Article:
Baldwin: I was in D.C. working as a reporter. It's a non-traditional story. Imagine as a kid growing up in Atlanta drinking Coca Cola. You know about CNN. My very first internship was at CNN when the bug bit. I had a boss who ended up at CNNI. She said, "Brooke - take the plunge!' I had conversations but there wasn't an official job offer. I then took a big leap. I just jumped. I came on CNN as a freelancer. I ended up freelancing for two and a half years. You're a freelancer with a yellow badge. I worked my tail off. The economy then took a nosedive. They froze freelance positions. I was down to working two days a week. I was wondering, 'What have I done? I left a sure thing for Atlanta and now I'm barely working!' Slowly but surely, things picked up. I've never shared this before but Fox News called me. Roger Ailes [president of Fox News], I owe you one. Join Fox, he said. CNN said, 'Whoa! We invested two and a half years on you. Let's make you a full-time correspondent.' That could have been a major opportunity at Fox. But I stuck with CNN. Slowly but surely I began working on certain shows. Then they made some changes and needed me to anchor at 3 p.m.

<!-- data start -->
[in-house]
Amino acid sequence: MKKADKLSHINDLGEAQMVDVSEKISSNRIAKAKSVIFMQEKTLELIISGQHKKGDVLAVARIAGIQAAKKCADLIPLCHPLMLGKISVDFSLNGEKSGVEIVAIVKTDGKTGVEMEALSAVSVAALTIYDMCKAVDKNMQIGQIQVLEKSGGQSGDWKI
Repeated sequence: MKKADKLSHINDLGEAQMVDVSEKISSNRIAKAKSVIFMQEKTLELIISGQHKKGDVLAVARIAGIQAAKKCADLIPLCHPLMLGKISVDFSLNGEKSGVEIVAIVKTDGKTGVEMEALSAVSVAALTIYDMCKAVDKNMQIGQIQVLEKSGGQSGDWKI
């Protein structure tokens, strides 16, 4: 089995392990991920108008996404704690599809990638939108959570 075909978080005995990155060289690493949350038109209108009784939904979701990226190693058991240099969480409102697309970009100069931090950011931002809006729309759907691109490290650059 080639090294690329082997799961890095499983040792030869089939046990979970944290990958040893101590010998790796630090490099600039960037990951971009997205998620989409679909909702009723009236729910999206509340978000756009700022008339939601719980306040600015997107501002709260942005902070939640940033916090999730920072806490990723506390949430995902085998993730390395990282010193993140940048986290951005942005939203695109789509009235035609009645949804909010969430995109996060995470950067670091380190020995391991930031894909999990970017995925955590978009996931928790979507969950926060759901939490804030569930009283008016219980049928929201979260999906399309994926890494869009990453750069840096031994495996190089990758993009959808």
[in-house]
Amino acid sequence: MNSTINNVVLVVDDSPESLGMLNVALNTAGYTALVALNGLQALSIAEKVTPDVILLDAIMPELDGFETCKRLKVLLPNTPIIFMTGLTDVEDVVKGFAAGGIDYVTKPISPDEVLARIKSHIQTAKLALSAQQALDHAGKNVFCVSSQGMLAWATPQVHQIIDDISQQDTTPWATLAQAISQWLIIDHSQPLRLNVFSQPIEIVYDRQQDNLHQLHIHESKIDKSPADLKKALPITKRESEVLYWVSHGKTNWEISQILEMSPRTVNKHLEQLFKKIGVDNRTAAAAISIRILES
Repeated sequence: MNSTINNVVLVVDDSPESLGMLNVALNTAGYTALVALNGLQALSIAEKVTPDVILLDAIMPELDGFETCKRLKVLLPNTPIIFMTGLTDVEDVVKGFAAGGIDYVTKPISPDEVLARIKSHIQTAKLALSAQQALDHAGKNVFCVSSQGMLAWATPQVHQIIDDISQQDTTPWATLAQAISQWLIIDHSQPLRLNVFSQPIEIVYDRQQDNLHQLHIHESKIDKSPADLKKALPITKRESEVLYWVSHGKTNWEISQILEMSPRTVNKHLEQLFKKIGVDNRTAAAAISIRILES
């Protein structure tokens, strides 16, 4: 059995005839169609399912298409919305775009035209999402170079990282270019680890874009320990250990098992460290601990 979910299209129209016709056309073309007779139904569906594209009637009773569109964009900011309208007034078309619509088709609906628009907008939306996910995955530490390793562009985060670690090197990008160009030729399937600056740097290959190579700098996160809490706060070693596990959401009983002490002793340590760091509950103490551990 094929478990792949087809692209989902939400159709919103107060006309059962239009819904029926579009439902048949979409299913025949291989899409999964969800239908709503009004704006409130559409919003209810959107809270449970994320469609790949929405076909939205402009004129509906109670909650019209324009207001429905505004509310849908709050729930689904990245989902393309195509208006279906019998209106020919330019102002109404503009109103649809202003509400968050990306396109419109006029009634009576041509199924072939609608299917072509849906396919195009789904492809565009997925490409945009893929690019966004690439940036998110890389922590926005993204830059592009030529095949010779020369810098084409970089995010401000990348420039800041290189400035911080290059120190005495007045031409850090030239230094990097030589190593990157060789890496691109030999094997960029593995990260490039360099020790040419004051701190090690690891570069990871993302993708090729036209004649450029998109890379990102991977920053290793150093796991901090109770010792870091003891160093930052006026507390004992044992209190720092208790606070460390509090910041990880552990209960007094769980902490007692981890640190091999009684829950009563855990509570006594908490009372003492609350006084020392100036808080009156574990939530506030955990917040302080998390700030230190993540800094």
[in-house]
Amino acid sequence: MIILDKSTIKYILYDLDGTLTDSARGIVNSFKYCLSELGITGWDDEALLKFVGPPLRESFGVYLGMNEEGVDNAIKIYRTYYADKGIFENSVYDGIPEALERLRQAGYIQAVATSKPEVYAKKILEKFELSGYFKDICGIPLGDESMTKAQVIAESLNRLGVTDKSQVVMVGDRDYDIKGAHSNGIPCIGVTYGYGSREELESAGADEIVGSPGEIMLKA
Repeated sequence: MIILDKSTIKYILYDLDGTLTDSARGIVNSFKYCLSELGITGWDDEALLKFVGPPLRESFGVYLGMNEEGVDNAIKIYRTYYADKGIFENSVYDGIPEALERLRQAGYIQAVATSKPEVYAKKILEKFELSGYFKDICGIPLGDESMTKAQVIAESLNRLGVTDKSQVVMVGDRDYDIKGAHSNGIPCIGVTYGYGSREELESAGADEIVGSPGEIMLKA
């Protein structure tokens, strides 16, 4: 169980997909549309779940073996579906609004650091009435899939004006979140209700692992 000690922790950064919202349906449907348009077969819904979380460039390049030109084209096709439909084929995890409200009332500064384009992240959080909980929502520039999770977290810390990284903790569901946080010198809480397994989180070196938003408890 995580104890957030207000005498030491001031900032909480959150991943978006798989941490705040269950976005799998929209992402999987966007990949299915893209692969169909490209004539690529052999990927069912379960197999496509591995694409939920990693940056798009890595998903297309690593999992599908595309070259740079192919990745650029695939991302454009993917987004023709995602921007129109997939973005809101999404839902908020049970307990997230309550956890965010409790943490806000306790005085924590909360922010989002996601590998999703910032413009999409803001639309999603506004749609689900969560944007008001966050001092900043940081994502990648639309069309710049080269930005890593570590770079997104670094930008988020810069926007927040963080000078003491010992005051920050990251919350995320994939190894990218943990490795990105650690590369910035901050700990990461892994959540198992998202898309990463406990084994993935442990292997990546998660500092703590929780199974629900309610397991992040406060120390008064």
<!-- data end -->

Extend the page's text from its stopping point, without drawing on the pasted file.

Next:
Q: That was quick!
Baldwin: It was October 2010. I was the new kid with a show. There were a lot of eyeballs on me. I'd been in the business at 10 years at that point. I was barely 30 years old. [Technically, she was 31 at the time.]
Q: And you were on in the mid-afternoon when a lot of breaking news happens.
Baldwin: Big news happens. You have to be ready to roll at any given moment. You have to be pivot from a to m to z. I have an awesome executive producer who helps me pivot. We knew. We're CNN. We cover the major stories. We emerged as the show that tackled stories you would definitely be talking about with your colleagues at work... We did a lot of political news of course during the election season. Sometimes when I get my way, I get to talk to a musician. I recently got to talk to Bill Withers. He's in the Rock and Roll Hall of Fame. He was so lovely. He referred to the two of us as old buddies. Willie Nelseon became a buddy. I talked to him a few times. Dolly Parton was super fun. We got to go to Nashville for her. I'd love to get Stevie Wonder.
Q: How has Jeff Zucker (president of CNN since early 2013) treated you?
Baldwin: He's been really good to me. We have an awesome relationship. He pops into my office daily, sometimes to joke with me about something. Sometimes, we'll rib on each other. He has done awesome things. I'm in the same spot [she did move from 3 to 5 p.m. to 2 to 4 p.m. a couple of years ago.] I still have a job. I had an incredible year. I love being in the field. I'm a reporter at heart. When he first came on, he threw resources at major stories. I think that's when CNN really resonates with people.
Q: You spent a long time in Boston after the marathon bombing.